For the astronomy side of things, a typical day would involve checking the weather. If we’re all go for a clear night, it’s a case of planning targets, writing scripts for the automation software and then getting the equipment ready for a night’s run of taking images. The images are then analysed and data generated. Thus is then formatted before being sent to the Jet Propulsion Lab or the Minor Planet Centre.

Dave McDonaldAstronomer A typical day might involve trying to manage the progression of various projects with various different timelines attached to them! It will involve numerous meetings, conference calls and dozens of e-mails. Andrew DunneSenior Tax Manager

My role can really be divided into two sections - R&D projects and manufacturing. Each day I have tasks relating to both sections of my role. I manage approx 30 people who have different responsibilities within each of these two sections of our company.

I spend time monitoring progress on the various projects that are ongoing at any one time. Each project has a time line that must be met to ensure the projects deliver products to the market on time to keep us competitive. My role would be to remove any compliance / regulatory roadblocks to the time line that may arise. I need to make decisions or suggestions that maintain the timeline and ensure product quality , safety and efficacy are maintained. We could have up to five development projects running at one time. A lot of time is taking up with project meetings to review progress etc.

We are also a manufacturing facility manufacturing product for up to 50 different markets. My group is responsible for the review and release of the product before shipment. Each day I meet the staff involved and review shipments for the week and any deviations that have occurred which might affect the product. I need to decide if the product is affected and needs to be rejected. If this is the case it must be reproted to the site and investigated to ensure it cannot happen again. We work to a shipment plan which must be met each week. We also have improvement projects to deliver each quarter which have to be managed.

Michael BohaneQA Manager

My husband goes to the market very early to get the fish and I bring the children to school and creche and go to the shop for 9.15am. Then I set up the counter with the fresh fish. It is hard to be creative and also set up as quickly as you can.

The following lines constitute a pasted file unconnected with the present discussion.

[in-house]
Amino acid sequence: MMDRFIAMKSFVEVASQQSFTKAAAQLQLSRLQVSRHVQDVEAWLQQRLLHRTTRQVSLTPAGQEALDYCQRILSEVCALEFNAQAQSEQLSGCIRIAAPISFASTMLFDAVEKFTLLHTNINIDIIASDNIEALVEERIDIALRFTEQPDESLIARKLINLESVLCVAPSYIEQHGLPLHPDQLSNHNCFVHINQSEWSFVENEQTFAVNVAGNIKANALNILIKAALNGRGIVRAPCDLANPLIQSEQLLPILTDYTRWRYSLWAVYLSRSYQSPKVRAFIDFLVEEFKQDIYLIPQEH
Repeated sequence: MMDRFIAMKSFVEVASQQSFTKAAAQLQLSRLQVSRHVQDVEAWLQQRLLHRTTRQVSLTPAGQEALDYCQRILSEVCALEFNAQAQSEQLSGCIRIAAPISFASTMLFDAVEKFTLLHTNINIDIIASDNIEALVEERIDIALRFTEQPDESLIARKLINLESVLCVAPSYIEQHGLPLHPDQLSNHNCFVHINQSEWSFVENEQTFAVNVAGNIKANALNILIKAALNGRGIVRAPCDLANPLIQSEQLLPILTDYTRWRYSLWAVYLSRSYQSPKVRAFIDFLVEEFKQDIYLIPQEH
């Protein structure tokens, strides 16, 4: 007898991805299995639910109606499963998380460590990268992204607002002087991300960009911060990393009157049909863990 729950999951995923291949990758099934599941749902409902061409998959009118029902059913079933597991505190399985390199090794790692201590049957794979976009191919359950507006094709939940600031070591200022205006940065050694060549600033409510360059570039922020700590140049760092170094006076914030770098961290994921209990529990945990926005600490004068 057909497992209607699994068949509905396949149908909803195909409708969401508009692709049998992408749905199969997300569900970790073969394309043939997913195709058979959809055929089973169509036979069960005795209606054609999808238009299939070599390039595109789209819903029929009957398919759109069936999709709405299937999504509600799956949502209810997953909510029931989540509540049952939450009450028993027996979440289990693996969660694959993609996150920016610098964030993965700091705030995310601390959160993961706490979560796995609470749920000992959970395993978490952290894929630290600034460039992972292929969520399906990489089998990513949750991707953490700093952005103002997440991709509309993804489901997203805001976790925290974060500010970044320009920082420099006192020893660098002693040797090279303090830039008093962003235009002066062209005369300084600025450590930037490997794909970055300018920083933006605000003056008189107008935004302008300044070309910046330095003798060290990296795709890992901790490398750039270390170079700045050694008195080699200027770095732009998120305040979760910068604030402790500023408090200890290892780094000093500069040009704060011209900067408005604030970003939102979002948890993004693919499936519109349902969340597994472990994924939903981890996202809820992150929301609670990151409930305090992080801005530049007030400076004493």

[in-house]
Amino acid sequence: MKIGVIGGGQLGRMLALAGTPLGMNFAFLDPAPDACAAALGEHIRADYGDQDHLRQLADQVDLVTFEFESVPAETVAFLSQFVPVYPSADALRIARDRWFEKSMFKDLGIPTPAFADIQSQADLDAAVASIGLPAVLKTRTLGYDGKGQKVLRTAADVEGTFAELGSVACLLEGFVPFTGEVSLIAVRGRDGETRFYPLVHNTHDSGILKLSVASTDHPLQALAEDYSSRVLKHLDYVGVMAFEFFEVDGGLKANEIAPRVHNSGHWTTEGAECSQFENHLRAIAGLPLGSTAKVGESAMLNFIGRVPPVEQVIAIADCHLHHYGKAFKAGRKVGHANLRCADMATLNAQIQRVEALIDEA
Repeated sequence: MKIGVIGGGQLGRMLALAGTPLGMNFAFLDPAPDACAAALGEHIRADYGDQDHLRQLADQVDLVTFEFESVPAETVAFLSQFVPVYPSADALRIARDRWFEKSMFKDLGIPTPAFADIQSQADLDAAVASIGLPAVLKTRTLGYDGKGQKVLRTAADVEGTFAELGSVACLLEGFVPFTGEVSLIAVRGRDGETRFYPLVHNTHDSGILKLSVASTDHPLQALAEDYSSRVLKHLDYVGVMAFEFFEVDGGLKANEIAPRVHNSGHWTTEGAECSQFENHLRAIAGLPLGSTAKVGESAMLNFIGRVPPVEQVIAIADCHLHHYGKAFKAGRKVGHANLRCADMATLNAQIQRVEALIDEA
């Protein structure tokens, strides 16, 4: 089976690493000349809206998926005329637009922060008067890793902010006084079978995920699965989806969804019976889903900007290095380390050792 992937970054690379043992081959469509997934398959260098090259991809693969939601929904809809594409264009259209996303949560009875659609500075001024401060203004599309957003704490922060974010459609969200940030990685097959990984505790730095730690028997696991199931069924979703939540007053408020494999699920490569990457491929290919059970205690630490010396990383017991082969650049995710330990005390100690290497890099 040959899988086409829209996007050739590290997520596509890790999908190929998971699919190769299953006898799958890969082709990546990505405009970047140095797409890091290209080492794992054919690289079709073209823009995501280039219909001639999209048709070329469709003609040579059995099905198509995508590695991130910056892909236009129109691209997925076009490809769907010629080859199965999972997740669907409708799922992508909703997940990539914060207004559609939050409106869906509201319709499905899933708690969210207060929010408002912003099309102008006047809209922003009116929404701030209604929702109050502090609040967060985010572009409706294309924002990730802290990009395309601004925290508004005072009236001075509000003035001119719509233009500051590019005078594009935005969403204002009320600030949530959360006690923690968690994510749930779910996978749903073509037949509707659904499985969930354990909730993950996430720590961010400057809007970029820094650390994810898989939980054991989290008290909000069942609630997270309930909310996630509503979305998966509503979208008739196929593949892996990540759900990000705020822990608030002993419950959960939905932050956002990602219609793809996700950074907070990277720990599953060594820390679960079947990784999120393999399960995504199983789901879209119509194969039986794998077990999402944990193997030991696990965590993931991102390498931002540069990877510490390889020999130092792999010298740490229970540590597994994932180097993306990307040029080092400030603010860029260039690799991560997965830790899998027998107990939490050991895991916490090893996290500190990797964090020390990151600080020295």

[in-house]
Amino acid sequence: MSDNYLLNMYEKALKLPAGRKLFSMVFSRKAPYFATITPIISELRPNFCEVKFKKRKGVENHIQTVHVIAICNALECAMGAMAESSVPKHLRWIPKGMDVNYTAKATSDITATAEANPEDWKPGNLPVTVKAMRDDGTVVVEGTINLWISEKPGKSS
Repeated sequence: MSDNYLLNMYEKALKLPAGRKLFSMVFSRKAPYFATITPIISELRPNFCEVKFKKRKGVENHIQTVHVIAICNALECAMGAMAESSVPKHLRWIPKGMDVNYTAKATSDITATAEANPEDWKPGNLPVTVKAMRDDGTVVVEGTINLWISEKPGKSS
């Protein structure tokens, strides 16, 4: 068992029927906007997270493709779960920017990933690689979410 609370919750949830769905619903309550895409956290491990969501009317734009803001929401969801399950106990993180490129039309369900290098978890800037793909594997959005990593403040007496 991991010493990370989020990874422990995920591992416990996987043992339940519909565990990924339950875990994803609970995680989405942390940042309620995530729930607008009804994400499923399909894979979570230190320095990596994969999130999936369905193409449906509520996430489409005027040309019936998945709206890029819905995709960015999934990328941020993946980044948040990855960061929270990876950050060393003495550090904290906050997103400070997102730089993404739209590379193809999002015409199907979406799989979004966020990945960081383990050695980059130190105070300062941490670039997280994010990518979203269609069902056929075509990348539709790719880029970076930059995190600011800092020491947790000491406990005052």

The day starts. I serve customers and fill in details of the fish for traceability. The customers are the biggest bonus to my day. You keep the counter looking good with your product topped up with ice and make sure everything is super clean. You can never have any bad smell in such a small shop. So hygiene is a big thing.

Nicola O'HigginsFishmonger Start @ 6:30 milking, feeding calves, checking cattle & complete all feeding & routine tasks by 11.

Non routine work varies with the seasons & is completed each day between 11am & 4pm.

The current spring tasks include calving cows, ploughing, slurry & fertiliser application, fencing & straw bedding cattle.

Updating the paperwork end of the business also takes quiet a while.

The evening routine replicates the morning routine & is completed between 4-6pm. Denis ReidyFarmer - Dairy The best thing about the job is there is no typical day. This was probably the biggest draw for me to the job. I love the unpredictable nature of it and that we can get called to any incident at any time.

Some days when it is extremely busy I find we are very reactive due to the high volume of calls. Other days when it is a bit quieter we can be more proactive and we can get out and prevent incidents from happening before they unfold. Peter CliffordProbationer Garda There is no such thing as a typical day in a life of a Guard. Each day is different as we are faced with different tasks, meet different people and given different responsibilities. Some days are very busy, while other are more relaxed. It’s a varied job and definitely not a boring one. Emilia GilroyGarda

I don’t tend to have a typical day; each day is different depending on the work in hand.

If I am painting, once I begin I tend to work for hours, then maybe not work on it for days and then come back to the canvas with fresh eyes. Some paintings take only days, some take months. Most of my paintings are explorations of the surfaces of other worlds. If I am doing a drawing workshop I pack the equipment in the car the evening before, so getting to the venue is my only pressure.